Dr. Jennifer Slate smiles into the camera.
Chair, Professor
College of Arts and Sciences
(773) 442-5734
Courses Taught
Introduction to Biology (BIO 100)
Introduction to Biology for Educators (BIOS 110)
General Biology I (BIO 201)
Writing Intensive Program: General Ecology (WIP BIO 305)
Biology of Algae (BIO 351)
Aquatic Biology (BIO 352)
Biology Senior Seminar (BIO 390)
Biological Literature (BIO 405)
Biological Diversity (BIO 451)
Research Interests
Aquatic Ecology, Paleolimnology, Diatoms & Other Algae, Invertebrates as Biological Indicators, Mathematical Modeling in Biology Education

Ph.D., Environmental Biology, University of Louisville

B.S., Biology, University of Notre Dame

Selected Publications

Slate, J. E., Adler, R. F., Hibdon Jr., J. E., Mayle, S. T., Kim, H., and Srinivas, S.  2019.  A multidisciplinary approach to incorporating computational thinking in STEM courses for preservice teachers.  In (R. M. Reardon & J. Leonard, eds) Integrating Digital Technology in Education, Information Age Publishing Inc.: Charlotte, N.C.


Introductory biology students seldom have the opportunity to build or modify scientific models, despite their importance in bioscience research. Thus, I am developing educational activities for beginning students who are new to modeling. With support from a STEM+C grant from the National Science Foundation, I worked with a group of biology, computer science, math, and education students to create a simulation that applies the Susceptible-Infected-Recovered (SIR) model, commonly utilized by public health officials to predict the spread of disease, to simulate a mosquito-borne viral outbreak. In addition to using the simulation to test disease-causing scenarios, students can expand upon the model by writing computer code. It is thus an excellent exercise to show beginning biology students how computer modeling and simulation is used to examine biological systems.  

As sessile aquatic invertebrates, native freshwater mussels have great potential for use as biological indicators. Because they live on the river bottom and are filter feeders, they are affected by both habitat degradation and water quality. In addition, both mussels and sponges leave remains in the sediment that provide a historical record. With collaborators Laura Sanders and Jean Hemzacek in the Department of Earth Science, our students recently surveyed the mussel community in the Chicago River. According to a biological index developed by the Illinois Department of Natural Resources, our data indicate a water quality value of moderate, which is promising for a river in a major metropolitan area such as Chicago. Our study was supported by a pilot grant from the United States Department of Agriculture.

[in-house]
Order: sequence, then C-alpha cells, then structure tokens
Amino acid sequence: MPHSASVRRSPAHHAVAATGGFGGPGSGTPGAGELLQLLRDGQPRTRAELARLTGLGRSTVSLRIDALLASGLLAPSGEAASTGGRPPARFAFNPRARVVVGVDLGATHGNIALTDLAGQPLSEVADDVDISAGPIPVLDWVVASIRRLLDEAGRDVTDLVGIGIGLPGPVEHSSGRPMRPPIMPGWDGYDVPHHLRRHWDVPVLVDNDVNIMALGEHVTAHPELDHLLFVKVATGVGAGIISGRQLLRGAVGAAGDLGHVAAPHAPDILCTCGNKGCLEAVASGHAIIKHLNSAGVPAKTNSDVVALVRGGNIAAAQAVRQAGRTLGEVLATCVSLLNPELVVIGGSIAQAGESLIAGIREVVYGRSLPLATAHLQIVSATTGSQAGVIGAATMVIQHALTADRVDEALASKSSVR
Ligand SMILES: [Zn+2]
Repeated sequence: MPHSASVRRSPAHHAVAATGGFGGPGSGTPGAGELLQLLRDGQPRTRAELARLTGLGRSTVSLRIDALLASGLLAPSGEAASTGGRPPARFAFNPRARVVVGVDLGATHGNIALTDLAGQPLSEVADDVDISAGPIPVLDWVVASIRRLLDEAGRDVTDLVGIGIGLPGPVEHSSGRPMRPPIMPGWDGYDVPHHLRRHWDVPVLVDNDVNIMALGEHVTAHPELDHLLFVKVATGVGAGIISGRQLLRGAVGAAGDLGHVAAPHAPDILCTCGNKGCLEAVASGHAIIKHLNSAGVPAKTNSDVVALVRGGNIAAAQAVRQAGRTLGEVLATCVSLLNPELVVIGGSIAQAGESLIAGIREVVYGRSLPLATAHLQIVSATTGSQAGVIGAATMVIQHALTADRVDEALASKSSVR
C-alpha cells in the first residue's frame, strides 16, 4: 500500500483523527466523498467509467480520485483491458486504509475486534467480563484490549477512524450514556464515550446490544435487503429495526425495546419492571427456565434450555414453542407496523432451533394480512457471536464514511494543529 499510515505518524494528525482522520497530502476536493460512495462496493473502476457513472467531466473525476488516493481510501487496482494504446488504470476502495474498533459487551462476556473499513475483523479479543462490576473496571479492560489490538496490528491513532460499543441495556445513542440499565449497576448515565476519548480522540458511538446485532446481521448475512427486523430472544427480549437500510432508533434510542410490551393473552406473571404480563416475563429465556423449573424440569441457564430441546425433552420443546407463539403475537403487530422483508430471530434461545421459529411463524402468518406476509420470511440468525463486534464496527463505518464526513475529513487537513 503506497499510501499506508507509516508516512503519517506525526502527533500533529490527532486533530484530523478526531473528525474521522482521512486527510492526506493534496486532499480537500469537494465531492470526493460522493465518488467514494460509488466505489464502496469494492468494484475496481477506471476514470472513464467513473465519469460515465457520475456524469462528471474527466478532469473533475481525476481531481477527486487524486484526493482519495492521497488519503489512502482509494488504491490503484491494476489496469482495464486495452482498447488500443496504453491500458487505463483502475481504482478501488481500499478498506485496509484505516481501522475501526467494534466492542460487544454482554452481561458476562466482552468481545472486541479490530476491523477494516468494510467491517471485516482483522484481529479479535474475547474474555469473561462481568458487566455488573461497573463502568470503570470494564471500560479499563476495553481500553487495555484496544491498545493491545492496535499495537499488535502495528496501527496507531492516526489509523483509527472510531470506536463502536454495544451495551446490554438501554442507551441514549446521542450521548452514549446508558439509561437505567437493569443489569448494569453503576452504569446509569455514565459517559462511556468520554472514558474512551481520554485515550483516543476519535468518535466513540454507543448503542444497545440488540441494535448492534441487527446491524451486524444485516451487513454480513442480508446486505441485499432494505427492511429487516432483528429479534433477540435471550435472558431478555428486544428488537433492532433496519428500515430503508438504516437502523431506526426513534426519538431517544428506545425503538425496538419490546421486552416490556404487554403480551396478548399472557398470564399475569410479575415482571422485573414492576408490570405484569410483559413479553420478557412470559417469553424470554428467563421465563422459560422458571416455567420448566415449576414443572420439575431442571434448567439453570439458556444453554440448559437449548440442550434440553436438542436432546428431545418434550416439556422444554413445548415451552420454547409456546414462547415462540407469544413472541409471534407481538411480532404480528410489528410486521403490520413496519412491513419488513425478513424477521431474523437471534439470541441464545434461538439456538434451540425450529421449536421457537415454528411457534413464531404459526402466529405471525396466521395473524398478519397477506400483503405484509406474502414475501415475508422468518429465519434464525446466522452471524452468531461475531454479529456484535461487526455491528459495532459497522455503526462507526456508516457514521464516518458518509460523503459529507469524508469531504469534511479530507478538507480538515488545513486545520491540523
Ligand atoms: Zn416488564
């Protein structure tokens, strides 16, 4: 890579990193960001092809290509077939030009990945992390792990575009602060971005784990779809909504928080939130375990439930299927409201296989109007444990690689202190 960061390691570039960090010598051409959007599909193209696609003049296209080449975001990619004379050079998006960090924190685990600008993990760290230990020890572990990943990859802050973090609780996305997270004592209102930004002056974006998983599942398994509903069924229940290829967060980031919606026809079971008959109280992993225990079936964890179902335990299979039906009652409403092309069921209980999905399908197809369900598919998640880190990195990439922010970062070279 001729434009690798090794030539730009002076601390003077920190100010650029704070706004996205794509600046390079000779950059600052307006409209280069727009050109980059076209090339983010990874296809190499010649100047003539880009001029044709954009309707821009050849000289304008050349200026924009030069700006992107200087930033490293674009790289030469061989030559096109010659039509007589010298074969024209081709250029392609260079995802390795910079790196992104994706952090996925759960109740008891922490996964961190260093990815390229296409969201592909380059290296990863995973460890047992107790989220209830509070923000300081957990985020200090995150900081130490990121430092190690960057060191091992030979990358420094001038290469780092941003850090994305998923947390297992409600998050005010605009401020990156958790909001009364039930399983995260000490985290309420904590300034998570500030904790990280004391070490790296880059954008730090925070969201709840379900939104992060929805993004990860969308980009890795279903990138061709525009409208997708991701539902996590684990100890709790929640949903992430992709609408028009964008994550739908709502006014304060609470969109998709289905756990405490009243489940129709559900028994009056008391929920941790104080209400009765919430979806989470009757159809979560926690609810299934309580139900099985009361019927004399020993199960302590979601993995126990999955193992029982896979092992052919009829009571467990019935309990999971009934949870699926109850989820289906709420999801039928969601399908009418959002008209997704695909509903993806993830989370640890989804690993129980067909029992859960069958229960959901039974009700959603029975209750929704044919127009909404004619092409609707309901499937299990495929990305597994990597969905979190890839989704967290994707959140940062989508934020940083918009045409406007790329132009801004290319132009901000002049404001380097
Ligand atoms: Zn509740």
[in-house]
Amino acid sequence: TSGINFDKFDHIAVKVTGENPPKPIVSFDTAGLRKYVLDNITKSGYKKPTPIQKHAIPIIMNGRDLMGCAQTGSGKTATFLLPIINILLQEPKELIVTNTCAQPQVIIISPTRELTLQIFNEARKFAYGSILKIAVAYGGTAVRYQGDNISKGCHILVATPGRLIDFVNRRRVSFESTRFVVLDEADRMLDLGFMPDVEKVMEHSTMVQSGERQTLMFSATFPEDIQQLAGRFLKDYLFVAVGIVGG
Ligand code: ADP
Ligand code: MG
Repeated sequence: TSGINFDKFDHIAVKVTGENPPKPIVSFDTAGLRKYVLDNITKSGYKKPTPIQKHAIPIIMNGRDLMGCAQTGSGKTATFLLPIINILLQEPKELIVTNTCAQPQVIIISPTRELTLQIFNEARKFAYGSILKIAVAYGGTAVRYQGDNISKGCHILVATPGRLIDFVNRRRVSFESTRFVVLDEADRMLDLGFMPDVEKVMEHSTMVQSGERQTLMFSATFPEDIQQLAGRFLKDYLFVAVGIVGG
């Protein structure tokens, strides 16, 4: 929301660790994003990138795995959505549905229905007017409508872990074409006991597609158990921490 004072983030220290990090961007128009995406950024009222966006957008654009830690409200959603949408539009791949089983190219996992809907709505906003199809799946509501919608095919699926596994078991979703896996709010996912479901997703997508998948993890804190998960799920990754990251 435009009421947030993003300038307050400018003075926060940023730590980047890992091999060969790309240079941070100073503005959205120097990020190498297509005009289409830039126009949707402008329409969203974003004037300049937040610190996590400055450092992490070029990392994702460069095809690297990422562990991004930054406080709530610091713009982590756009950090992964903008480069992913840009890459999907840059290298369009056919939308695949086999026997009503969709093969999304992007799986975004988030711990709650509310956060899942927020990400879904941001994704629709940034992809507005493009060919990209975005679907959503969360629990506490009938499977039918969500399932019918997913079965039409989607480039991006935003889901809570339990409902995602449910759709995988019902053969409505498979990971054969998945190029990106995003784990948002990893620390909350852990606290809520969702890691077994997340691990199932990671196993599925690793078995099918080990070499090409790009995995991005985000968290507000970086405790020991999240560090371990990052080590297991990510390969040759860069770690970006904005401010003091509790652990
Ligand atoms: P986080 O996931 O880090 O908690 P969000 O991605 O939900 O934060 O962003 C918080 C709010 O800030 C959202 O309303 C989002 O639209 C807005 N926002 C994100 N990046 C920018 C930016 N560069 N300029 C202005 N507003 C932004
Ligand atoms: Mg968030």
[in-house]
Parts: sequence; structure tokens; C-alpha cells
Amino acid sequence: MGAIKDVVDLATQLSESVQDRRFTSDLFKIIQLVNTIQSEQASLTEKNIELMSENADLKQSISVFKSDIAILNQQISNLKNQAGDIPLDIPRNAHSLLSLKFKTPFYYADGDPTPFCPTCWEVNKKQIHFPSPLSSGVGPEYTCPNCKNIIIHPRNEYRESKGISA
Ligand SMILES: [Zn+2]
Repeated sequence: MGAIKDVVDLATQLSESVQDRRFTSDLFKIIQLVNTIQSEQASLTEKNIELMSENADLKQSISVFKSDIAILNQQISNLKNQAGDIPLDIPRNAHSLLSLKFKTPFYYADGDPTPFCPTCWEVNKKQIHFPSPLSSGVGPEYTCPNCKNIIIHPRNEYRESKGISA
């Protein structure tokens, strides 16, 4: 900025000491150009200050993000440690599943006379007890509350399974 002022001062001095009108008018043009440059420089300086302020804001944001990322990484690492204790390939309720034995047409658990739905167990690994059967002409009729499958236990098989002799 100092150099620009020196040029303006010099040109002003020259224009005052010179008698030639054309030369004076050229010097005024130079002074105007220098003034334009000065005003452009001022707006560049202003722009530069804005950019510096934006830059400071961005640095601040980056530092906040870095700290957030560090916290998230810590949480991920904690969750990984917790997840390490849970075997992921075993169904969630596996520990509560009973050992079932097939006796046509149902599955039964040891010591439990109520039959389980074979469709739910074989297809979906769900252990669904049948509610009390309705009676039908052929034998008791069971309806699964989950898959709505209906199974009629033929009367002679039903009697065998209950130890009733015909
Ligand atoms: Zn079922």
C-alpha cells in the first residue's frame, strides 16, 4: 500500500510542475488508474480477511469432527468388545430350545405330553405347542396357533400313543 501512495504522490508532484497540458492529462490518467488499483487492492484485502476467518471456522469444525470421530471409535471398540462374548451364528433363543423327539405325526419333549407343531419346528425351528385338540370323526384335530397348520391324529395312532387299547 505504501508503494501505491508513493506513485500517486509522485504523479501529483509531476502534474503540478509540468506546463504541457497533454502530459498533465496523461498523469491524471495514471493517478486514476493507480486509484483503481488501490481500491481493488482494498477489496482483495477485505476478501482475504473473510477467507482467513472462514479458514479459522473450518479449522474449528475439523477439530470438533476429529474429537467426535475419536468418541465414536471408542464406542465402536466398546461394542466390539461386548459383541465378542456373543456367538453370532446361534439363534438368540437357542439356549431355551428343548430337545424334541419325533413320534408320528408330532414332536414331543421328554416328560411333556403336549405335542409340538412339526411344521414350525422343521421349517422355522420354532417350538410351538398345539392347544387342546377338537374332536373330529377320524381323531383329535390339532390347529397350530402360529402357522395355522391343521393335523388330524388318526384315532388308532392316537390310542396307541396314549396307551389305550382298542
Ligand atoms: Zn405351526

Although common in aquatic habitats in the Midwest, freshwater sponges are understudied due to lack of knowledge of the microscopic features that allow species to be differentiated. Thus, students and I are collecting sponges from local rivers, lakes, and wetlands and quantifying the variation in morphological characteristics. In addition, we are identifying to species the freshwater sponges held in the Field Museum of Natural History’s collection. Currently, the Field Museum’s freshwater sponge collection is difficult for the research community to access, because the majority of their specimens have not been identified to species. My students are making microscope slides of Field Museum specimens and measuring microscopic features useful in the taxonomic identification of species.

The majority of wetland habitat in the Midwest has been drained for agriculture and development. Of the wetlands that remain, quaking bogs are among the most unique and beautiful. Plants- even tamarack trees- grow on floating mats of Sphagnum moss, which rise and fall with water levels. Microscopic organisms, about which little is known, also live on the floating moss. These small flora and fauna include sponges, a primitive animal that is well studied in oceans but not in freshwater habitats. Species new to science, including single-celled protists such as algae and amoebae, have also been recently discovered living on Sphagnum. Students and I characterized the microscopic flora and fauna living on Sphagnum moss. In addition to collecting modern samples of Sphagnum from bogs in Illinois, Wisconsin and Indiana, we examined Sphagnum samples collected for over one hundred years that are held in the Field Museum of Natural History’s collection. 

Room BBH 358F
Northeastern Illinois University
5500 North St. Louis Avenue
Chicago, IL 60625
United States

(773) 442-5734
Office Hours
Please email j-slate@neiu.edu to arrange to meet or speak with Dr. Slate.
Main Campus